Ask any student in an elementary classroom what he or she likes best about school and it’s very likely the answer will have something to do with being outside. Kids are generally passionate about the natural world and while iPads and video games may seem to rule, nature is still cool.
Some kids are more outdoorsy than others, but probably all of your students would be thrilled to catch sight of a caterpillar crawling on a leaf or notice a trail of ants marching toward their anthill. How can you bring that level of excitement back into the classroom? Better yet, how can you harness the attraction of nature to teach an academic concept?
Bringing nature crafts into your room may be the answer. It’s easy to search Pinterest for dozens of ideas that are cute. However, many of these options may have more of a decorating purpose than you would like. Also, when you’re thinking about a craft that 18-25 children will work on at the same time, you need ideas that don’t rely heavily on specific, craft-store items.
Sounds like it’s time for your students to venture outside for a quick playground field trip! Especially appropriate for the younger grades, having the kids pick up twigs and leaves to manipulate in to letters back in the classroom is an easy way to blend going outside with practical learning.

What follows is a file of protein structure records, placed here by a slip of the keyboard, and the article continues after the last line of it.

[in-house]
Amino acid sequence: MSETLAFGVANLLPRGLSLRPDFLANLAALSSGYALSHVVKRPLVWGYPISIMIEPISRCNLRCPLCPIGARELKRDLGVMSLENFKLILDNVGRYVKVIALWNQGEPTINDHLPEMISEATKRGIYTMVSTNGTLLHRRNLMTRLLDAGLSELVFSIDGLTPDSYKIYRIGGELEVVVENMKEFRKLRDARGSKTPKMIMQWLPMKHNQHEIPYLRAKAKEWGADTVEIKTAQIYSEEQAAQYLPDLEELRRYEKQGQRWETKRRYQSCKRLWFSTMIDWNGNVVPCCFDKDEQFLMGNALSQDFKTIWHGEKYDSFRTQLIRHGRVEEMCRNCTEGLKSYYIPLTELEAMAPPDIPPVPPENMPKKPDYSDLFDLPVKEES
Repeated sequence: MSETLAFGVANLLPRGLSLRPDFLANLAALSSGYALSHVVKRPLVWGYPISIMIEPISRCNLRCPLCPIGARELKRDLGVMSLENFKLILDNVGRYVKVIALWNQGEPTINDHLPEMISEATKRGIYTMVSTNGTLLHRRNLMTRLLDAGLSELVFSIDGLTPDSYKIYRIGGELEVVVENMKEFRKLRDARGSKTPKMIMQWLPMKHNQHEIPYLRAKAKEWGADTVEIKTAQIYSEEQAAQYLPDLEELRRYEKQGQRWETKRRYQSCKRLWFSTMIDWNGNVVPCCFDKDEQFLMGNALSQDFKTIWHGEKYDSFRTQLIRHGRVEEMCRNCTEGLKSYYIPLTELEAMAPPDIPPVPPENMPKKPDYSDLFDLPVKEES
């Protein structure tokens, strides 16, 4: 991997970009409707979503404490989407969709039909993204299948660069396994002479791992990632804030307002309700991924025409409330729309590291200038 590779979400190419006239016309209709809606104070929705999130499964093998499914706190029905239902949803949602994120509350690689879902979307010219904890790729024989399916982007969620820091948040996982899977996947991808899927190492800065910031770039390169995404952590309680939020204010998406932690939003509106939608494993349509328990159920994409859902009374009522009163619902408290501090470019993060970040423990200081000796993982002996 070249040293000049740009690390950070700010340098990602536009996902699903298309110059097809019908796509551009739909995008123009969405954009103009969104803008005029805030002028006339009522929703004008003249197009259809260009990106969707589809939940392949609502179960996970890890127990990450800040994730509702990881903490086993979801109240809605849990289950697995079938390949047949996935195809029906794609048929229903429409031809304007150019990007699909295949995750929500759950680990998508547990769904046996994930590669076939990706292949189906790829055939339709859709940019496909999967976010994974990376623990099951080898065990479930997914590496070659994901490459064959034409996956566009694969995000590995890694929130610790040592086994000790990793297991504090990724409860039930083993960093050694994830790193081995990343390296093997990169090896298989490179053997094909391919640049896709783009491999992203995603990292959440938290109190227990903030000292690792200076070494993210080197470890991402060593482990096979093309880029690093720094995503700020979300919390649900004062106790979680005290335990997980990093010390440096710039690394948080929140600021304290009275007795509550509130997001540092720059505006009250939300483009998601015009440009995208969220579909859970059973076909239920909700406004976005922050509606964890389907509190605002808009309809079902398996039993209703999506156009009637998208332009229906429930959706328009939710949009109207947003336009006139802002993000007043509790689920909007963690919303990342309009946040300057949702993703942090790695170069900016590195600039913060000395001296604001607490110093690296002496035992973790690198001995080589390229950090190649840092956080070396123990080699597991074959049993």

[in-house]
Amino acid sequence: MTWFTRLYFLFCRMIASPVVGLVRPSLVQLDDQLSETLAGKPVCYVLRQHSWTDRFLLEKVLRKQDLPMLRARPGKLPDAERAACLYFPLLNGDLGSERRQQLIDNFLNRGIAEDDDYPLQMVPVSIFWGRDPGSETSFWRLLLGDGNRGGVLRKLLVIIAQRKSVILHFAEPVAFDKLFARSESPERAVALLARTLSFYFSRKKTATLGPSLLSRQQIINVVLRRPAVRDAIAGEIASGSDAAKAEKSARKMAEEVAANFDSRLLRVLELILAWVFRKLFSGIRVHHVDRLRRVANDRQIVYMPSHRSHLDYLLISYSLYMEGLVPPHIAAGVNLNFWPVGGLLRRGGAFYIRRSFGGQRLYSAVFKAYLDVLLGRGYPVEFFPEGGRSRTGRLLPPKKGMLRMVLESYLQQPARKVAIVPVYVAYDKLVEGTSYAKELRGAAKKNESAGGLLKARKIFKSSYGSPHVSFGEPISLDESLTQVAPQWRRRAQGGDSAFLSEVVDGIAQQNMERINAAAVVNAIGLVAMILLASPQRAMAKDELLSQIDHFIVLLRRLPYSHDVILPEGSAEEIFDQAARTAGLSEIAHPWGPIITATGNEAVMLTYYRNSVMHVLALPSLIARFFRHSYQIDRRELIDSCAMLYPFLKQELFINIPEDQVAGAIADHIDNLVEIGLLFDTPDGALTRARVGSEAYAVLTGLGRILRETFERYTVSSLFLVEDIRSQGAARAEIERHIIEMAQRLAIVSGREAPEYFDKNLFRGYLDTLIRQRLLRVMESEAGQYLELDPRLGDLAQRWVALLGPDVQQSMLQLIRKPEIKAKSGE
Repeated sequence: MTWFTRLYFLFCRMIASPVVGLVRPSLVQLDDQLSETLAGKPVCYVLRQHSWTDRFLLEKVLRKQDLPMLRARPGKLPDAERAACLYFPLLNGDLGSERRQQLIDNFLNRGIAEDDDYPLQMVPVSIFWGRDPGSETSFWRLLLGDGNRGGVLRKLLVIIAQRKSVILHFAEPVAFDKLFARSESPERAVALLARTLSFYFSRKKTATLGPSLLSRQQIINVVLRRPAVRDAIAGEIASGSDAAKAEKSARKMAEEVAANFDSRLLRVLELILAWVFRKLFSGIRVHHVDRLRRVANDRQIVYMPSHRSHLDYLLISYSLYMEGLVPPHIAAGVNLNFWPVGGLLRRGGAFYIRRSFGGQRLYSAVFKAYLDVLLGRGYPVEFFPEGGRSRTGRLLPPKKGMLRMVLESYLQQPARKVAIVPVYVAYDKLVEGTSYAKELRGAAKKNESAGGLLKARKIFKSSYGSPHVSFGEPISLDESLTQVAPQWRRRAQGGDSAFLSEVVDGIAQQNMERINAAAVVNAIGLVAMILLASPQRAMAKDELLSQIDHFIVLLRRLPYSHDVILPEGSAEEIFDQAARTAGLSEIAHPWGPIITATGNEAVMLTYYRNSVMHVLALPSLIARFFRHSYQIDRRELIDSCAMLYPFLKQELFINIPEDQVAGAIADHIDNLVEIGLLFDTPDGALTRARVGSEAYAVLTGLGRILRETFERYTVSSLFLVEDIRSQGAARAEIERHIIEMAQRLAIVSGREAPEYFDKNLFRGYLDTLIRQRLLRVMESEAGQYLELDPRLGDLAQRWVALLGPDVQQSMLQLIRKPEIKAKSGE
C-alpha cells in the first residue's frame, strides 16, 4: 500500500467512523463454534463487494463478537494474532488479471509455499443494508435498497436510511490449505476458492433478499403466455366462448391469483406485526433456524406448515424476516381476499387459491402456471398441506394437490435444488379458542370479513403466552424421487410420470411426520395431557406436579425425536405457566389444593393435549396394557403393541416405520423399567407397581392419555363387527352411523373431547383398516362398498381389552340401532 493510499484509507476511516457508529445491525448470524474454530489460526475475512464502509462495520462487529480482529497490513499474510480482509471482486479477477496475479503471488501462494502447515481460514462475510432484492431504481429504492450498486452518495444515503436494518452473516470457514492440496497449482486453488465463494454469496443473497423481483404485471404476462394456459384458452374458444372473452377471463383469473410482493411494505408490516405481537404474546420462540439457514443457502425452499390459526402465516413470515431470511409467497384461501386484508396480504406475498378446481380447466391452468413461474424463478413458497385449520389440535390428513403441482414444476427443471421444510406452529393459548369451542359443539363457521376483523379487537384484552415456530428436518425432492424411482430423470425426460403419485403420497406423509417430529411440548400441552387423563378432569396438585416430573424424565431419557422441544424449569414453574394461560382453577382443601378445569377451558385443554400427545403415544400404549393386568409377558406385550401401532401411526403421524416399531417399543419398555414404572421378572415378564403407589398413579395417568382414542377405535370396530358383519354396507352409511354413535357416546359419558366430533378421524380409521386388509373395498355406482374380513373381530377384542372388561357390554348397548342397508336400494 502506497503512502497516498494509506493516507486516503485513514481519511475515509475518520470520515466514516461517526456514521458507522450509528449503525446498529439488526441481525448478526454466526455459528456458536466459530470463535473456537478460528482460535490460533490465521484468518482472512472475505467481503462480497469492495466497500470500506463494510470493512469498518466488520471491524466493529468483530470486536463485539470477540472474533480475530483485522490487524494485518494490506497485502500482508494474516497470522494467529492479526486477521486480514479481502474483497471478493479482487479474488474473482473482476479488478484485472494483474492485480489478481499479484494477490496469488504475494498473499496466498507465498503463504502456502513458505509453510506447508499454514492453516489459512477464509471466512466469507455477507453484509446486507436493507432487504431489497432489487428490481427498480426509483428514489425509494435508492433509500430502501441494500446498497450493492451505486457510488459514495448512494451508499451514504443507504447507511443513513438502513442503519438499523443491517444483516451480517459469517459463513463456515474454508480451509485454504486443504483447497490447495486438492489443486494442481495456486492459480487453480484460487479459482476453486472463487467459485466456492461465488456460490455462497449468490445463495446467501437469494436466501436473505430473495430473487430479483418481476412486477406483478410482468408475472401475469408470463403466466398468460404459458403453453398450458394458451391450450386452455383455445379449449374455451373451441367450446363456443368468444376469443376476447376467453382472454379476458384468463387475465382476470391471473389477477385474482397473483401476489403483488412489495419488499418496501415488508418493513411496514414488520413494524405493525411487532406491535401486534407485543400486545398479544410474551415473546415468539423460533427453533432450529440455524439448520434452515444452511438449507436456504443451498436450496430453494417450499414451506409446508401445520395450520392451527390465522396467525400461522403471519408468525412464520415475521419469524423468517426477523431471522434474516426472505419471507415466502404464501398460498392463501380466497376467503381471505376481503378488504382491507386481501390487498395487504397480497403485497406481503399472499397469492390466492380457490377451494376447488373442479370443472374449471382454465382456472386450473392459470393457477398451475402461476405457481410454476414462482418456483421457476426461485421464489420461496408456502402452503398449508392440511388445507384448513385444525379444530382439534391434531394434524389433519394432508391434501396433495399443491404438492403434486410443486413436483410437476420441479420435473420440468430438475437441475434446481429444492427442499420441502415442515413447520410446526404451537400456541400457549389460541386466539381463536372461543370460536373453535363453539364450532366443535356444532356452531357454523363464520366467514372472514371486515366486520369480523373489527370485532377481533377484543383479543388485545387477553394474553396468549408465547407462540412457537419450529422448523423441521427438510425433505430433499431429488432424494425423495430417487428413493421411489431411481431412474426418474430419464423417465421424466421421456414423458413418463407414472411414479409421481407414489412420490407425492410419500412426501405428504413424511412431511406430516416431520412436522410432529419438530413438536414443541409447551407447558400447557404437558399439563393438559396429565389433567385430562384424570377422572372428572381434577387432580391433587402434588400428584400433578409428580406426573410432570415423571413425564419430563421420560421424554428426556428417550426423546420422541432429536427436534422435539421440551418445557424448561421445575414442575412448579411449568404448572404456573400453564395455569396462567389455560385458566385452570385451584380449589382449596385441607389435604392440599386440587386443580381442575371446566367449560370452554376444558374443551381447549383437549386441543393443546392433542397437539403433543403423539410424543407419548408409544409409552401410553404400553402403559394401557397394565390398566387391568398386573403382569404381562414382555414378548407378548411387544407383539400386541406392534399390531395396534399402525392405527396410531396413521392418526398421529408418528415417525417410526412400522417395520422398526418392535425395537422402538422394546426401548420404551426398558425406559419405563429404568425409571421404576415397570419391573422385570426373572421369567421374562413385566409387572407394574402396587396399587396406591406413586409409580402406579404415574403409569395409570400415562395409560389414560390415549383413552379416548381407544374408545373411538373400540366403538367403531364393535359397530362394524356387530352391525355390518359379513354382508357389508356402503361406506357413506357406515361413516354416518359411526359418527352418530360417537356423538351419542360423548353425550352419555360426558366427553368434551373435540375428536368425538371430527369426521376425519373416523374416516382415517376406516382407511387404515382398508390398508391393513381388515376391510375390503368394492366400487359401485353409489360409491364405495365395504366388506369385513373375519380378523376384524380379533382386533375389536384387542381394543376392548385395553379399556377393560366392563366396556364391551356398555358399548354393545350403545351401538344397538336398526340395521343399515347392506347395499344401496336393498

Another idea is to divide the kids into groups and ask them to locate certain objects. For instance, one group could look for white pebbles, another group could be responsible for clover leaves and another group could be on the lookout for worms. Each group’s findings can be counted, written on paper, charted, sorted, etc.
Are you short on time and can’t spare the minutes to collect outside materials? No problem. It may be easier than you think to create a nature-inspired activity using items found in your classroom. Check out these options:
- Distribute old magazines and have students cut out photos of animals. Lay out one or two large pieces of poster board and help students divide the animal photographs into groups of mammals, fish, insects, etc.
- If classroom computers and/or iPads are available, have each student choose an animal and find out in which state, country or continent that animal lives. Then, give the students time to draw or paint a picture of the animal and its native land. They can also “frame” the picture by gluing popsicle sticks around it.
- Have you seen a butterfly heart? Try this: use masking tape to create a heart shape on your classroom wall or door, as small or large as you like. Instruct students to cut out butterfly shapes using colored paper. Let the students affix the butterflies inside the heart shape. This is a neat way to talk about butterflies and end up with an impressive classroom display at the same time.
Experiment with different ideas that blend nature and academics. Your students will likely be excited to include outdoor elements in their learning processes.